Mathematical model

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A mathematical model is a description of a system using mathematical concepts and language. The process of building a mathematical model is termed mathematical modeling. Mathematical models are used in the natural sciences (such as physics, biology, earth science, meteorology) and engineering disciplines (e.g. computer science, artificial intelligence). They are also used in the social sciences (such as economics, psychology, sociology and political science). Physicists, engineers, statisticians, operations research analysts and economists use mathematical models a lot.[1][2]

Mathematical models can take many forms. The types of models include:

These and other types of models can overlap, with a given model involving a variety of abstract structures. Mathematical models can include logical models. In many cases, the quality of a scientific field depends on how well the mathematical models built on theory agree with results of repeatable experiments.[1] When theoretical mathematical models do not match experimental measurements, scientists try to correct the model. Such corrections lead the way to better theories to explain the facts.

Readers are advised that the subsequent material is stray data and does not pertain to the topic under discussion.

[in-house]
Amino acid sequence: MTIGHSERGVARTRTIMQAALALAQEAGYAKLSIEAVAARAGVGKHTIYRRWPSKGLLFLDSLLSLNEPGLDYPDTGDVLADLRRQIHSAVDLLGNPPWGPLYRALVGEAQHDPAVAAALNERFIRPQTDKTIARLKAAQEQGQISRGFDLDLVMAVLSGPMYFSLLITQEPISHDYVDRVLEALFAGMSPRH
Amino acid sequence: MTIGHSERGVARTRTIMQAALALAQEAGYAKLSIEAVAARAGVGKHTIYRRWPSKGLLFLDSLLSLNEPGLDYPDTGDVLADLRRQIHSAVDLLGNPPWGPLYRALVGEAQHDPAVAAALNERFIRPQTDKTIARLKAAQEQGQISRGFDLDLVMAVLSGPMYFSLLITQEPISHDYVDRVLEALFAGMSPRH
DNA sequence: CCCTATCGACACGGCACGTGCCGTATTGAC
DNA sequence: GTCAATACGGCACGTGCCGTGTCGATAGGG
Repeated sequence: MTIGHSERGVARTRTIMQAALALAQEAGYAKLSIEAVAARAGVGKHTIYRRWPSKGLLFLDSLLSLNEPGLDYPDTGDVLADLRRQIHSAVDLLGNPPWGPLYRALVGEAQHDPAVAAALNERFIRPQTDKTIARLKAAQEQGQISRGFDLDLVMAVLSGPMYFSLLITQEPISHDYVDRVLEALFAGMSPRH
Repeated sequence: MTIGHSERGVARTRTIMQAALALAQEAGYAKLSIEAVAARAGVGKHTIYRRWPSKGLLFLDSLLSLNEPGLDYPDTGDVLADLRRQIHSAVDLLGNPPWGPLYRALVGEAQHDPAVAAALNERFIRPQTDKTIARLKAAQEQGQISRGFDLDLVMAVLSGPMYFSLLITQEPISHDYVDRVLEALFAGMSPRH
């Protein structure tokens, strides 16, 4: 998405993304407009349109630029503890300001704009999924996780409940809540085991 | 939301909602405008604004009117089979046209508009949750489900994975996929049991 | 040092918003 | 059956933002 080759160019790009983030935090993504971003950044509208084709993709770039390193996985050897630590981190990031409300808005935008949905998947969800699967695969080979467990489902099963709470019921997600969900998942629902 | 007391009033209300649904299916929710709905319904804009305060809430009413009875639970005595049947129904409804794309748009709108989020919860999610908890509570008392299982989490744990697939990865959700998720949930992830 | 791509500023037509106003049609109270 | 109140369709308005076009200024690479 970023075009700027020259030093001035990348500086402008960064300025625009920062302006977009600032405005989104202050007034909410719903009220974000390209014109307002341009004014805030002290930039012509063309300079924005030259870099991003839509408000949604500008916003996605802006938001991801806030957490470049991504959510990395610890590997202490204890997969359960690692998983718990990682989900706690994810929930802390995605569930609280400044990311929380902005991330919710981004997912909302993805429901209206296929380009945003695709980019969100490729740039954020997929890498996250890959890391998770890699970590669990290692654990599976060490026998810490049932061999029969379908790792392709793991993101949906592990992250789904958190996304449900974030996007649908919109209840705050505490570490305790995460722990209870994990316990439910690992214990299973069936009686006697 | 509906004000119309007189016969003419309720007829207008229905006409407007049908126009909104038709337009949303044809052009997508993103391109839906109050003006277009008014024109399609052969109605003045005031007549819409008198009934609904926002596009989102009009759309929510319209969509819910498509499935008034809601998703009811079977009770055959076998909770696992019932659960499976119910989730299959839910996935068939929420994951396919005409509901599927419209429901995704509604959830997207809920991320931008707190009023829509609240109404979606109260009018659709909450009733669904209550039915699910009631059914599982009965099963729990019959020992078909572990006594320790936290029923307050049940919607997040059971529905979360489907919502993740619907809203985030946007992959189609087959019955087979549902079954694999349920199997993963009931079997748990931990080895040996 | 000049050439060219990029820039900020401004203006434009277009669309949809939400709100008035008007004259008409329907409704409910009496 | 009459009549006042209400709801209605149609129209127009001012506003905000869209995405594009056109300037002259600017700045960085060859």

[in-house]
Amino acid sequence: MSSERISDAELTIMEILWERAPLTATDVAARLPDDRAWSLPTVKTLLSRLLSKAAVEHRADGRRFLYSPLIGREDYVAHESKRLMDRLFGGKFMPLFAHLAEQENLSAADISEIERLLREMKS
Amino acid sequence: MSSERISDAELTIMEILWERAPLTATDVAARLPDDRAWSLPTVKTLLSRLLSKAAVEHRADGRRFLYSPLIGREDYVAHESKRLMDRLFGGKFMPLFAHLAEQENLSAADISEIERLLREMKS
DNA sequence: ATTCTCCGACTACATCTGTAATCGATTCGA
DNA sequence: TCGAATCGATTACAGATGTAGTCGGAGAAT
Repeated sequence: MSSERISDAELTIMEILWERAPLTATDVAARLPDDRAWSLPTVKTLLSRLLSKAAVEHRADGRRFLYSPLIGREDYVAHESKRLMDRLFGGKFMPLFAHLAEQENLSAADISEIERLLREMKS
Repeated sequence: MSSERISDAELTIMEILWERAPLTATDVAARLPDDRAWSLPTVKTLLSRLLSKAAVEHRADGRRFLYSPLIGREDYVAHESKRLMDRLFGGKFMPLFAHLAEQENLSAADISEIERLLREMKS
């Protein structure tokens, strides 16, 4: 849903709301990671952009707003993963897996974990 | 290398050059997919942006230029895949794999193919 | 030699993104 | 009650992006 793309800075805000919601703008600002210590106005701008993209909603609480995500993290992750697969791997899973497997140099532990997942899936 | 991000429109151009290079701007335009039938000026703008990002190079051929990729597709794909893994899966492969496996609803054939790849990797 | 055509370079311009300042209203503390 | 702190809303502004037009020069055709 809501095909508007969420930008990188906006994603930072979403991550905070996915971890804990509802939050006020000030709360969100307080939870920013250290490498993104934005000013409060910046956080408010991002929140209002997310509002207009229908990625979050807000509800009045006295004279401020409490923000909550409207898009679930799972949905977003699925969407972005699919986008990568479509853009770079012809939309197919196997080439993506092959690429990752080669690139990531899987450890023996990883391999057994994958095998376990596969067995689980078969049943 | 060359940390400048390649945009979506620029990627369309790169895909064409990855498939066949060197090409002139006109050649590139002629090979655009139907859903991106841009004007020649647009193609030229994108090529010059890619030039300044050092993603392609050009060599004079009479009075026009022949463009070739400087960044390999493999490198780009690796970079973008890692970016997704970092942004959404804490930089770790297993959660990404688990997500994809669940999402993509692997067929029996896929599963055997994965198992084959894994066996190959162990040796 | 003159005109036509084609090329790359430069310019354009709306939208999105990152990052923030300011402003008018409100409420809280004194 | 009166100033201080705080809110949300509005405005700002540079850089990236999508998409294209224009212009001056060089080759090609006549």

More reading[change | change source]

Books
  • Bender, E.A. [ 1978 ] ( 2000 ). An Introduction to Mathematical Modeling, New York : Dover. ISBN 0-486-41180-X
  • Gershenfeld, N., The Nature of Mathematical Modeling, Cambridge University Press, (1998). ISBN 0521570956
  • Yang, X.-S., Mathematical Modelling for Earth Sciences, Dudedin Academic, (2008). ISBN 1903765927
Specific applications

Other websites[change | change source]

General reference material
Philosophical background

References[change | change source]